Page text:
Death: The Rise and Fall of Fred A. Leuchter, Jr.
The publicity for this latest documentary by Errol Morris seems reticent or squeamish about stating directly what it is primarily about. So let me be clear: Mr Death is the most important film about the phenomenon of Holocaust denial that I have yet encountered, whether in fiction or non-fiction form. On every level, it is a great achievement.
To be sure, Morris cagily takes his time before unveiling the true terrain of his project. For the first half hour, Mr Death seems to be the portrait of a man who specialises in preparing execution systems for prisons – a dark postscript, perhaps, to the eccentrics and inventors profiled in Morris' previous film, the brilliant Fast, Cheap & Out of Control (1997).
As we first get to know him, Fred Leuchter is an odd, intriguing character – a disconcerting mixture of alienated rationality (offering calm disquisitions on the effects of ropes, electric currents and gas on human bodies) and professional compassion (his main aim, as he repeatedly states, is to provide a humane death). Both in appearance and behaviour, he matches the general stereotype of a nerd – a correspondence which Morris clearly enjoys, but also allows us to move beyond.
Morris' method as a documentarian is to gradually fit together the pieces of a person's life, leaving the film's viewpoint implicit. So he keeps in reserve a touching testimony about his subject's marriage – which follows on from facts about the astounding amount of coffee and cigarettes he consumes – and also a weird tale about the 'spirit photography' that Leuchter believes may be contained in snaps of an electric chair he once dismantled. Only much later in the film will we think again about these casual revelations.
Suddenly, the relaxed, occasionally creepy portrait is over, and a story from the nightly television news commands our attention: the trial of Ernst Zundel, fanatical neo-Nazi and purveyor of Holocaust denial propaganda. Since Leuchter is an expert in execution by gas, he is called upon by Zundel's defence team to test the remains of the death chambers at Auschwitz. His report concludes that the history of the site is a myth, a hoax. And, as a result of declaring and publishing this considered opinion, his life falls apart.
The centre of Mr Death is the private video footage of Leuchter at Auschwitz, furtively and illegally chipping away at wall and rock samples, while his wife waits outside in the car. Morris expands these horrific images through his own, highly stylised brand of 'dramatic recreation'. And he brings in another voice to comment upon them: Holocaust historian Robert Jan Van Pelt.
Van Pelt's critique is simple but devastating. Not only did Leuchter, in his purely technical approach, lack sufficient respect for the site and its human meaning; he was also unable to "read the traces" of a partly lost, scattered and rearranged past. The irony is unspoken but shattering: Leuchter sees the spirit of a criminal in a photograph, but cannot sense anything of the tragedy of Auschwitz, where he stamps, pokes and prods like an eager boy scout.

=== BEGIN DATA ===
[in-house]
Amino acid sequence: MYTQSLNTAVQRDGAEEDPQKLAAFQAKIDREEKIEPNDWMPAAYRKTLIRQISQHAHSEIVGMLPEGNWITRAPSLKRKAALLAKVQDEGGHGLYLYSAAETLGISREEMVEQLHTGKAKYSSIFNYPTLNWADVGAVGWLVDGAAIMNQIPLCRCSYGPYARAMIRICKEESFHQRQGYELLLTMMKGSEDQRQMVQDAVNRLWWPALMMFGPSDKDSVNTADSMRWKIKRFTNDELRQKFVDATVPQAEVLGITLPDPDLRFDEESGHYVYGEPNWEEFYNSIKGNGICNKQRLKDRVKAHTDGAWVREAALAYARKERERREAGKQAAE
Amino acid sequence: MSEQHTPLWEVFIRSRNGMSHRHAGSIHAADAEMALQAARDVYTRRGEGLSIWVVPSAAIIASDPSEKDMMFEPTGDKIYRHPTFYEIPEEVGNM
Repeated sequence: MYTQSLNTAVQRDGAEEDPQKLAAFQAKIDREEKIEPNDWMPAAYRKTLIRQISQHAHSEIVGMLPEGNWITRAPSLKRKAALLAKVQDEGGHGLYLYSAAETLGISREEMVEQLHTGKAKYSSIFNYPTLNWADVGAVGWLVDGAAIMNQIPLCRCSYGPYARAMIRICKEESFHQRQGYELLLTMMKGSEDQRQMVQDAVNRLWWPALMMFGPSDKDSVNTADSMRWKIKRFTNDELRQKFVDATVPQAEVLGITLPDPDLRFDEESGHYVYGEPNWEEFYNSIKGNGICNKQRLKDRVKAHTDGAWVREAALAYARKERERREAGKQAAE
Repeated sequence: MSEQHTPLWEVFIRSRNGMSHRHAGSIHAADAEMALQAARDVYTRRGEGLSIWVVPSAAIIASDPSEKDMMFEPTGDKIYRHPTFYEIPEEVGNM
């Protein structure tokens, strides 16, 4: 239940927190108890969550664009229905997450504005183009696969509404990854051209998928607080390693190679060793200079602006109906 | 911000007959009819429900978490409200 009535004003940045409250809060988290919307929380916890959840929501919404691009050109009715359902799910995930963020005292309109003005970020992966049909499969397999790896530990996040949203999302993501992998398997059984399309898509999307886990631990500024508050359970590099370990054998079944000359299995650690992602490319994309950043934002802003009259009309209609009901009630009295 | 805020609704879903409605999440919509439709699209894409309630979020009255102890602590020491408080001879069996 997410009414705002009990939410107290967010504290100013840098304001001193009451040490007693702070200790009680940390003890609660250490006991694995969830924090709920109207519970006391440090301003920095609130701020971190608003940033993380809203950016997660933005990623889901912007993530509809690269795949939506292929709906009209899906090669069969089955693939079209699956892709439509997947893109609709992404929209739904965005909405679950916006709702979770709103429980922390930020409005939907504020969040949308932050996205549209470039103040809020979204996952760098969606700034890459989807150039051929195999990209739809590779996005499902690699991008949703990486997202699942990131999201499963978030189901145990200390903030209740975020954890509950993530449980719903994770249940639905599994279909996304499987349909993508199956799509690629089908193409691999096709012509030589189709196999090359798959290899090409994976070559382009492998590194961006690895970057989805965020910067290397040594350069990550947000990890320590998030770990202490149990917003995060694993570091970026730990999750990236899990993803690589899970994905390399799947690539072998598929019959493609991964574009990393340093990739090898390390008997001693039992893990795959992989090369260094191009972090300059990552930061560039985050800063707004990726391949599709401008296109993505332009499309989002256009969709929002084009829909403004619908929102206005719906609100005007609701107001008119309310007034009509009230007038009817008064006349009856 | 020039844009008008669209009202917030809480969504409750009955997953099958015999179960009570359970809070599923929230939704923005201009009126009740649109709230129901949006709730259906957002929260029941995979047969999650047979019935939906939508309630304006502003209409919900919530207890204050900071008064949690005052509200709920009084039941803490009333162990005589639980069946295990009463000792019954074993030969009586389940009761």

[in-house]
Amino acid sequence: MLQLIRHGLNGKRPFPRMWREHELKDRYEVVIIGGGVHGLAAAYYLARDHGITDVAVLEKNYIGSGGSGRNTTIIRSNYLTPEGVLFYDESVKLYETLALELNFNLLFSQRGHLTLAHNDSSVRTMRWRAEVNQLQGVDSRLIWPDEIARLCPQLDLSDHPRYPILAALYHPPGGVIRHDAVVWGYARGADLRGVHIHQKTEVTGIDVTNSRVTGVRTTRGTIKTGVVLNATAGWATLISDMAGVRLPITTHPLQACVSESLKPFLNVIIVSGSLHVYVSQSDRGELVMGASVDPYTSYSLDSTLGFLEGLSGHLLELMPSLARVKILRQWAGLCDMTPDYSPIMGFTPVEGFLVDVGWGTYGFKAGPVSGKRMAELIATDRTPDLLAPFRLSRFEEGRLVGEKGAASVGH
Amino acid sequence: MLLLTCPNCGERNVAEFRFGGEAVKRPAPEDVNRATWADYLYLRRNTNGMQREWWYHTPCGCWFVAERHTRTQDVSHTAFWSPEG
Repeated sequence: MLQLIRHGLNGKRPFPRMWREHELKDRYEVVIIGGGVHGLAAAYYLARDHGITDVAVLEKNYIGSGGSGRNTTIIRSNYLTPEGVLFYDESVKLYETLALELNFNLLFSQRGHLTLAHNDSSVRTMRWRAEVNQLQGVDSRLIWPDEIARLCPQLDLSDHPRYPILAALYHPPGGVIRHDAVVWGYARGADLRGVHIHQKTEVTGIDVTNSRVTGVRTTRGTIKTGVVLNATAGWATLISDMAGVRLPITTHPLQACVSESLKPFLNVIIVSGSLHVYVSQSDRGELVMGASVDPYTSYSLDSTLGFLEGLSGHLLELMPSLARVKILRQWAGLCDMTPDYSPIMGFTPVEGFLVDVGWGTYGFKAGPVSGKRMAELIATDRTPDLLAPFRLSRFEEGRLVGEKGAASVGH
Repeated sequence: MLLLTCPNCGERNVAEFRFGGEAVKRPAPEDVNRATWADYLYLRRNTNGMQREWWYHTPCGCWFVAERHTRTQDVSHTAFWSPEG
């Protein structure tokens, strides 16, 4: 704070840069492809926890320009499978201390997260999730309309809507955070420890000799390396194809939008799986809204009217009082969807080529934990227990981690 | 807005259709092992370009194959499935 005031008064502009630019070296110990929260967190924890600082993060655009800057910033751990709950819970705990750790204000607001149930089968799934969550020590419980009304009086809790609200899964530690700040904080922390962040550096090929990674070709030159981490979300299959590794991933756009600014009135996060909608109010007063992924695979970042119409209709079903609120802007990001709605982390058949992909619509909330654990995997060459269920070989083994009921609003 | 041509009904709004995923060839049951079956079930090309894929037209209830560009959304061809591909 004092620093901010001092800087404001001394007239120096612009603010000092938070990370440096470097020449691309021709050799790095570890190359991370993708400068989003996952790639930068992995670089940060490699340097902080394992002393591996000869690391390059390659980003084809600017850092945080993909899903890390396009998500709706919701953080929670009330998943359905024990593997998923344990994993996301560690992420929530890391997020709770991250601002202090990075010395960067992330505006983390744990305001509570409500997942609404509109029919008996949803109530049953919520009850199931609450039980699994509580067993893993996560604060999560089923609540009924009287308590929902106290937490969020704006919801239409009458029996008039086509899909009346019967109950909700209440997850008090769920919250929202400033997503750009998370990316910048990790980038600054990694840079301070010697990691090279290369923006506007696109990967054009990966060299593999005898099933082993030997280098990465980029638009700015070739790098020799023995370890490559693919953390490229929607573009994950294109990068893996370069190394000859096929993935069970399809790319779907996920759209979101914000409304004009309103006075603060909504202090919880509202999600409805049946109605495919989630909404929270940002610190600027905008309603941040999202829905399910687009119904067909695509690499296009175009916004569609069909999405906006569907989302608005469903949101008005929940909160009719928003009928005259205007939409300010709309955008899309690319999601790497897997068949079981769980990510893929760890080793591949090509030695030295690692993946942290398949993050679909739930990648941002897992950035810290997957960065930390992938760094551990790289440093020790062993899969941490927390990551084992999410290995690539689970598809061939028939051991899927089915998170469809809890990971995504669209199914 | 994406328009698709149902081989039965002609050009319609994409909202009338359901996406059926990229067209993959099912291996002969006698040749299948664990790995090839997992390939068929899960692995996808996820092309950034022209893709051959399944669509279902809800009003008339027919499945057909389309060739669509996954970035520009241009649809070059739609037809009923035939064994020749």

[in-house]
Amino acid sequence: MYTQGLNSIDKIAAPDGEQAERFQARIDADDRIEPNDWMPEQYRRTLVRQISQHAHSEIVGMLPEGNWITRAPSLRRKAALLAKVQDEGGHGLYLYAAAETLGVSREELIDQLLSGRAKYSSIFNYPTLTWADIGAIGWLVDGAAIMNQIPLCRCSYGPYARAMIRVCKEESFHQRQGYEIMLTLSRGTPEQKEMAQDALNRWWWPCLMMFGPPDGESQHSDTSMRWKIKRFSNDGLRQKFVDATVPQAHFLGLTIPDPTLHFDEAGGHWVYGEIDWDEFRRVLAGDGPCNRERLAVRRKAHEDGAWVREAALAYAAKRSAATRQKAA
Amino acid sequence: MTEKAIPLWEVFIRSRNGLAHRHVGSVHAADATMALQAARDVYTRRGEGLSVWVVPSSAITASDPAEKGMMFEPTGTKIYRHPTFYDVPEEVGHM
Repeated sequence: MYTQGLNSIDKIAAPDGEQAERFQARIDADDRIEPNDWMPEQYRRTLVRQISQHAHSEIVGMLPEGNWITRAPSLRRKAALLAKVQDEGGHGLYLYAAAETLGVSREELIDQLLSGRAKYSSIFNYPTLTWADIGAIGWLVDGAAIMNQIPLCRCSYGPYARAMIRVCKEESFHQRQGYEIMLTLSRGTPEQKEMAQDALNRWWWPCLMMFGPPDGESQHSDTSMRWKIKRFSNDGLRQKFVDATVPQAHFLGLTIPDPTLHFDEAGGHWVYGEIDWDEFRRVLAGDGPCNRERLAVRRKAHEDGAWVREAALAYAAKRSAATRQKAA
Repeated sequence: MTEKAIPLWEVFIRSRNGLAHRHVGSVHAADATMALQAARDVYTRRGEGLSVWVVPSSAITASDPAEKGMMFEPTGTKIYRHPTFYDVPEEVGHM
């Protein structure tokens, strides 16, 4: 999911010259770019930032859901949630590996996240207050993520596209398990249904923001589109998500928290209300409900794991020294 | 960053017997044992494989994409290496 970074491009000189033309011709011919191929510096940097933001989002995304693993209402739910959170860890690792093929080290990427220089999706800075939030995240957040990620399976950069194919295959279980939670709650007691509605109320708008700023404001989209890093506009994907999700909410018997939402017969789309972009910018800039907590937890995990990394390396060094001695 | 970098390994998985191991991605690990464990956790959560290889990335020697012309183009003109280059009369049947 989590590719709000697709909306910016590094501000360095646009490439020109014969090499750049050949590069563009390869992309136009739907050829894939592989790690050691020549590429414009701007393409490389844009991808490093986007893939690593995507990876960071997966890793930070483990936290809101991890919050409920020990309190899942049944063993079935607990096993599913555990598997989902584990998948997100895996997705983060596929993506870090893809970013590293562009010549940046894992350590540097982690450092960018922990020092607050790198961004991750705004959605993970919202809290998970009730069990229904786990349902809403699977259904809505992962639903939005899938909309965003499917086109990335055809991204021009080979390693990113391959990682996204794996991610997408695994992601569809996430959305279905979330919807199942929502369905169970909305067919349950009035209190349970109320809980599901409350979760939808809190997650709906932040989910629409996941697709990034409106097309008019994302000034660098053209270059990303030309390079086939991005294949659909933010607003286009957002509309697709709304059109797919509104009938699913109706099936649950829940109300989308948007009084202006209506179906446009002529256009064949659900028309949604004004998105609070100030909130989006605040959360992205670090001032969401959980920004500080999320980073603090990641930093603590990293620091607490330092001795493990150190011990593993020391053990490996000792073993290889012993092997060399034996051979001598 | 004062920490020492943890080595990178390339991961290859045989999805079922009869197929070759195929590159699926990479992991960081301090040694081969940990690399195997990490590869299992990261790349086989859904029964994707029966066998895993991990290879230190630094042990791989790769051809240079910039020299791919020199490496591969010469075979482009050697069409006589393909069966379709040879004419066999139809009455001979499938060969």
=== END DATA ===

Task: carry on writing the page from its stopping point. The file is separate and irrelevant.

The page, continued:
Since his breakthrough film, The Thin Blue Line (1988), Morris has never hesitated to use the resources of fiction cinema to enhance his material. Here, the elaborate musical score by Caleb Simpson and the richly textured cinematography by Peter Donohue and Robert Richardson structure and shape the meanings and moods of the piece. Where Morris' style sometimes falls into mere, fiddly illustration or embroidery (as in A Brief History of Time, 1992), here it goes right to the heart of the problems of historical seeing, sensing and understanding.
Morris is smart enough to let us contemplate every side of the complex story of Leuchter without ever falling into a reprehensible relativism or amorality that mirrors his subject's. We can admire Leuchter as a self-made man, but also wonder about his lack of credentials. We can be touched by the small details of his personal, intimate life, but also speculate on why even this comes apart so spectacularly.
Morris leads us to grasp the pathos or tragedy of this man – but does not allow such sentiment to obfuscate the real issues. In a key passage, the film boldly juxtaposes the claim that Leuchter is an anti-Semite with his own statement that he isn't – and, for a moment, we are willing to sympathise with him as an unfortunate victim of an ideological witch hunt. But only for a moment.
Mr Death's most powerful gesture comes when Morris uncharacteristically breaks his own silence behind the camera, his voice intervening to ask Leuchter: "Have you ever thought that you might be wrong?" The response – "No, I'm past that" – speaks volumes about the inflexibility of a mind led astray. And when Leuchter starts waxing about the defence of "freedom of speech", we realise how hollow and fundamentally unethical this catch-cry can become in our time.
© Adrian Martin August 2000